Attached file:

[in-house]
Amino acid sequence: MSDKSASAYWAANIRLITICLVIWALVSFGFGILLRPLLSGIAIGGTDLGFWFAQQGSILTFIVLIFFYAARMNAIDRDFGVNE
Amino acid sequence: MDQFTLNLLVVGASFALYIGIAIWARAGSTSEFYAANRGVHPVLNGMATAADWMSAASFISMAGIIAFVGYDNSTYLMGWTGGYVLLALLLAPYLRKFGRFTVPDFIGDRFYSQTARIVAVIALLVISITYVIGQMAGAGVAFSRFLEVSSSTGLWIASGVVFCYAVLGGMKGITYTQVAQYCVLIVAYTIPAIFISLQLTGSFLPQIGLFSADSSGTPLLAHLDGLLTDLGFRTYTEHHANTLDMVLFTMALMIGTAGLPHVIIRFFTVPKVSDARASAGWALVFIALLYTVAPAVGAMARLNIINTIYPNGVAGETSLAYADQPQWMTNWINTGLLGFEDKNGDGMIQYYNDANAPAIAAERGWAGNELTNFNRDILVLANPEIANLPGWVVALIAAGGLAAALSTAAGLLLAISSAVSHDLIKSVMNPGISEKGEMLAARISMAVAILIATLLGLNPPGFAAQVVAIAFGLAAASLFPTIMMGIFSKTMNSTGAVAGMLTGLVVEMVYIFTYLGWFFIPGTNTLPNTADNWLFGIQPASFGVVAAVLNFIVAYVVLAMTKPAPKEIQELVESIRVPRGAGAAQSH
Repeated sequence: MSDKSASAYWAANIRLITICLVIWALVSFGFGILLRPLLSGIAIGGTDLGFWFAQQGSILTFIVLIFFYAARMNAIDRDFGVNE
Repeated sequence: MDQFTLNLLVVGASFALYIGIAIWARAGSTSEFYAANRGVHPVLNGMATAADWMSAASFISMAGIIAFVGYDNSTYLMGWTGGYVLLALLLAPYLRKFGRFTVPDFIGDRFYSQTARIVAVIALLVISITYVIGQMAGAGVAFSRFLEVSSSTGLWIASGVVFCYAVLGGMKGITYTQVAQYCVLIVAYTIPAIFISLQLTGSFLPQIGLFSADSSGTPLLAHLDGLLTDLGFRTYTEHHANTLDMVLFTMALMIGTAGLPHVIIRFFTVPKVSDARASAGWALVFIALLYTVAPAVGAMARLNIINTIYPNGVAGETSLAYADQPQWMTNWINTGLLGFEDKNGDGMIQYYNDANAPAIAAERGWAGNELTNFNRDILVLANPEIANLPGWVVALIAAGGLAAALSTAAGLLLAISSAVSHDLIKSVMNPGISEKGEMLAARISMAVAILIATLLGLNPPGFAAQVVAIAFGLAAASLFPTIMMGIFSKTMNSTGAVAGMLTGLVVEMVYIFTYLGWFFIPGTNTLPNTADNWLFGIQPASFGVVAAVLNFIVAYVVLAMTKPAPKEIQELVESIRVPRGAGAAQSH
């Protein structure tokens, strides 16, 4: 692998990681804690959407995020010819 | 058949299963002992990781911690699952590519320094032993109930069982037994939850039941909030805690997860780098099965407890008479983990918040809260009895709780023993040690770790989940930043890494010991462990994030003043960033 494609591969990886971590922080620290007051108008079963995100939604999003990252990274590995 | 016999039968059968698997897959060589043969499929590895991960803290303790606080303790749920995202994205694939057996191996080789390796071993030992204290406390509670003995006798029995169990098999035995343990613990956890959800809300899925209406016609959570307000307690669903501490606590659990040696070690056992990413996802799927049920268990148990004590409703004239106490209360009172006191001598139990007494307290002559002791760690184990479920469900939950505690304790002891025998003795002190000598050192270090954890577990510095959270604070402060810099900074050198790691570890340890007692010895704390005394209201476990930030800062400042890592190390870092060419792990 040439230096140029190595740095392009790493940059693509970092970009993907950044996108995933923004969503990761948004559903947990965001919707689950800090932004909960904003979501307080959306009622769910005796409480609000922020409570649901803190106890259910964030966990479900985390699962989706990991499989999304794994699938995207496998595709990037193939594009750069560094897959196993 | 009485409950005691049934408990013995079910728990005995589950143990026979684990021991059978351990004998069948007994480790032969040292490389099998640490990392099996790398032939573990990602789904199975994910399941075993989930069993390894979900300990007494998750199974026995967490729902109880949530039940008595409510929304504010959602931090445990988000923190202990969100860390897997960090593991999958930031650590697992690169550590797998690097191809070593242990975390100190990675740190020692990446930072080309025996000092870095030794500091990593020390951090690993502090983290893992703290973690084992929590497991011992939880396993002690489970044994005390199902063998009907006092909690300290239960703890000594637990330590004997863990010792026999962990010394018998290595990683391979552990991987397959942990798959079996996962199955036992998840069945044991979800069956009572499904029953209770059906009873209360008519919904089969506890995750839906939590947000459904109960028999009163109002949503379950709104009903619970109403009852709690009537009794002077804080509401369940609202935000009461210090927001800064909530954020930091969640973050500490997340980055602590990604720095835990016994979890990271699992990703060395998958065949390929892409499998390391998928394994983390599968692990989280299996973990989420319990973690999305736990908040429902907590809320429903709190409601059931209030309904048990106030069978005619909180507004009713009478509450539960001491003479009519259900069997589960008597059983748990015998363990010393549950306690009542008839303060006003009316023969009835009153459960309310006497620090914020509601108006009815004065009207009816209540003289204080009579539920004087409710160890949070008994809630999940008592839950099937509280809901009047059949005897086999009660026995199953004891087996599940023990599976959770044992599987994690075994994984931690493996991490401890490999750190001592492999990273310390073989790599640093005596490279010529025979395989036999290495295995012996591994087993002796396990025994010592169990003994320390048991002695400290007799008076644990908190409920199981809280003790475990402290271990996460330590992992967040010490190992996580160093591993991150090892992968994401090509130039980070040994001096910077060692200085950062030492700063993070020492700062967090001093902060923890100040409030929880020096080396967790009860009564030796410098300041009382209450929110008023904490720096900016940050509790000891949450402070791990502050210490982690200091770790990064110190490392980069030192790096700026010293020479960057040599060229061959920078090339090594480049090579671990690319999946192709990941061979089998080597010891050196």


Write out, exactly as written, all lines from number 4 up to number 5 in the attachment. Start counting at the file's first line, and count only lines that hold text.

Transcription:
Repeated sequence: MSDKSASAYWAANIRLITICLVIWALVSFGFGILLRPLLSGIAIGGTDLGFWFAQQGSILTFIVLIFFYAARMNAIDRDFGVNE
Repeated sequence: MDQFTLNLLVVGASFALYIGIAIWARAGSTSEFYAANRGVHPVLNGMATAADWMSAASFISMAGIIAFVGYDNSTYLMGWTGGYVLLALLLAPYLRKFGRFTVPDFIGDRFYSQTARIVAVIALLVISITYVIGQMAGAGVAFSRFLEVSSSTGLWIASGVVFCYAVLGGMKGITYTQVAQYCVLIVAYTIPAIFISLQLTGSFLPQIGLFSADSSGTPLLAHLDGLLTDLGFRTYTEHHANTLDMVLFTMALMIGTAGLPHVIIRFFTVPKVSDARASAGWALVFIALLYTVAPAVGAMARLNIINTIYPNGVAGETSLAYADQPQWMTNWINTGLLGFEDKNGDGMIQYYNDANAPAIAAERGWAGNELTNFNRDILVLANPEIANLPGWVVALIAAGGLAAALSTAAGLLLAISSAVSHDLIKSVMNPGISEKGEMLAARISMAVAILIATLLGLNPPGFAAQVVAIAFGLAAASLFPTIMMGIFSKTMNSTGAVAGMLTGLVVEMVYIFTYLGWFFIPGTNTLPNTADNWLFGIQPASFGVVAAVLNFIVAYVVLAMTKPAPKEIQELVESIRVPRGAGAAQSH